2013-09-12

Find Your Good Life

I've been thinking about "the good life" a lot lately, inspired by reading John H. Bodley's textbook, Cultural Anthropology: Tribes, States, and the Global System. Bodley uses the term summum bonum in his discussion on the good life. He defines summum bonum as, "the maximum human good … as culturally defined".

Bodley writes:
... in addition to household well-being, individuals also need sociability, material prosperity, security, and the opportunity to enjoy expressive culture. These conditions ... are similar to Abraham Maslow’s “hierarchy of human needs.” In this regard, the “best” culture would maximize human freedom, happiness, and the general welfare and would sustain a just and moral society. Individual freedom can be defined positively as the realization of self-interest and negatively as freedom from interference.
...
Any culture’s moral worth could be its effectiveness in providing the universal good life measured by individual human health and well-being, human freedom, social stability, and the sustainability of the sociocultural system’s material base.
...
most people were best able to enjoy the good life in the tribal world, where individual freedom was the highest, and everyone was assured an irreducible minimum of material benefits and opportunities. The imperial world gave a few people a very good life, while exploiting and pushing down the majority. The commercial world accepts extreme levels of inequality, poverty, sickness, conflict, and environmental degradation, even as large numbers of people enjoy high levels of material prosperity.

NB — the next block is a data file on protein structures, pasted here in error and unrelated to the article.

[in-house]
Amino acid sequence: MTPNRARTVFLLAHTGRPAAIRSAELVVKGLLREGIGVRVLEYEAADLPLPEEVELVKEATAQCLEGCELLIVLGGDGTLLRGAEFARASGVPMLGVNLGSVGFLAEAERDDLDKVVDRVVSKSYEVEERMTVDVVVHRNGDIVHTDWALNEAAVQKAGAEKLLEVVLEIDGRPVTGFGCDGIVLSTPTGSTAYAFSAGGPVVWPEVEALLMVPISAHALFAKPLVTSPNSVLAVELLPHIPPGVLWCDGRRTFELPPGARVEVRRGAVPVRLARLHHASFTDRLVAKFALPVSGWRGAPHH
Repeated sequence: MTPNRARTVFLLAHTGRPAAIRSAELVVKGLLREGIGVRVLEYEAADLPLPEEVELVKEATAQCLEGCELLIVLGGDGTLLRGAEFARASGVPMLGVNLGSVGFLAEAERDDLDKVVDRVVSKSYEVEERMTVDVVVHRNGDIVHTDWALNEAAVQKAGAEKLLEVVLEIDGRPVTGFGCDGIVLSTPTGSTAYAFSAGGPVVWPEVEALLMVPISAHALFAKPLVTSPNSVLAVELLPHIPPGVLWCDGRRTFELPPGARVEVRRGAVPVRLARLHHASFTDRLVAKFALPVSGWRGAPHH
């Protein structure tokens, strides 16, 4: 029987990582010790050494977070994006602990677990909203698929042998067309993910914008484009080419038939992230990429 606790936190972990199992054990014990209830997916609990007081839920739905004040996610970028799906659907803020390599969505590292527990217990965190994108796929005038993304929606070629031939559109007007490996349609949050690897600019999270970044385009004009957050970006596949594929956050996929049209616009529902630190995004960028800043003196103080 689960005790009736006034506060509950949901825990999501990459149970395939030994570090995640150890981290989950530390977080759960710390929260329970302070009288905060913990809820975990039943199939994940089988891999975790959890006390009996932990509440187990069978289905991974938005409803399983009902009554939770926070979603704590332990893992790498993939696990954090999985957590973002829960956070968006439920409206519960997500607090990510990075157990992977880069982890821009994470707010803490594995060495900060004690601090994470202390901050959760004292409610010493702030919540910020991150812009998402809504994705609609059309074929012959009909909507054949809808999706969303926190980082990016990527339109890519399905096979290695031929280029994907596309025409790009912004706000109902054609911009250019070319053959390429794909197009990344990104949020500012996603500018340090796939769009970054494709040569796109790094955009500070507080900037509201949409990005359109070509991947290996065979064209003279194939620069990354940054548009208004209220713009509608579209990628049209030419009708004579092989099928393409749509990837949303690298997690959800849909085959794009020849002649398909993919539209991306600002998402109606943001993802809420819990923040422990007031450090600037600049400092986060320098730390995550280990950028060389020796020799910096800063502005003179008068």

...
health and well-being in the commercial world, as measured by life expectancy, have now been found to be improved more by social equality and social cohesion than by absolute increases in wealth.
Bodley's good life corresponds with my vision for myself: I do great things with great people. More broadly, it corresponds with my goal, to be happy now and in the future, inspired by Eli Goldratt's The Goal.

I've been living the good life for the last few months. Here are some examples from the past couple of days:
  • She beckoned me over to sign a petition. I took her hand, and we danced tango on the sidewalk.
  • Every break from work is guitar-singing practice. Every break from guitar-singing is work. And they're both fun!
  • Cuddling with a friend
  • Exploring Symphony Hall and helping friends produce the international squash tournament in Boston
  • Camping and hiking in the mountains with a friend
  • Late afternoon disc golf with a friend
  • Drinking coffee on the pond, watching the ducks, talking with a friend, gentle breeze across our faces; bonus points if it's sunset.
  • Waking up in the tent in the rain, singing and playing guitar to my friend for the morning
  • A jazz-reggae band opening for the Jimmy Cliff movie, two doors down from my apartment, with my son
  • Sunday midmorning breakfast with an old friend, discovering how aligned we are, and riding my bike to get there
  • A quick nap in the park in Harvard Square, gentle breeze across my skin, the guitarist over my shoulder sings a lullabye
  • Morning coffee with a new friend and potential employer, discovering his high self-awareness, emotional maturity, and overall goodness
  • Lying on our backs, the new moon amplifies the stars, we count meteors and satellites among them, the stars so bright and numerous we can barely make out the Big Dipper and North Star
  • Herbal tea and people watching in the park in Harvard Square after sunset
  • We make a wrong turn, and a baby bunny greets us
  • A strong lingering hug

For me, it's all about connecting with people and living artfully.

How do you define your "good life"? Are you living it? What would you do differently to start living the good life today?

2 comments:

Elinor Slomba said...

Richard Kasperowski says: At the Give Thanks for Scrum event, I did a pecha kucha in which I said thank you to important people. You were one of them. I thanked you for introducing me to anthropology.

Elinor Slomba says: You are most welcome. Your interest in the subject and a couple of other collaborations prompted me to put together a mini-course for Agilists called "Think Before You Hack: An Anthropology Primer."

Enjoy your good life!

Richard Kasperowski said...

So cool! I bet your course is great!

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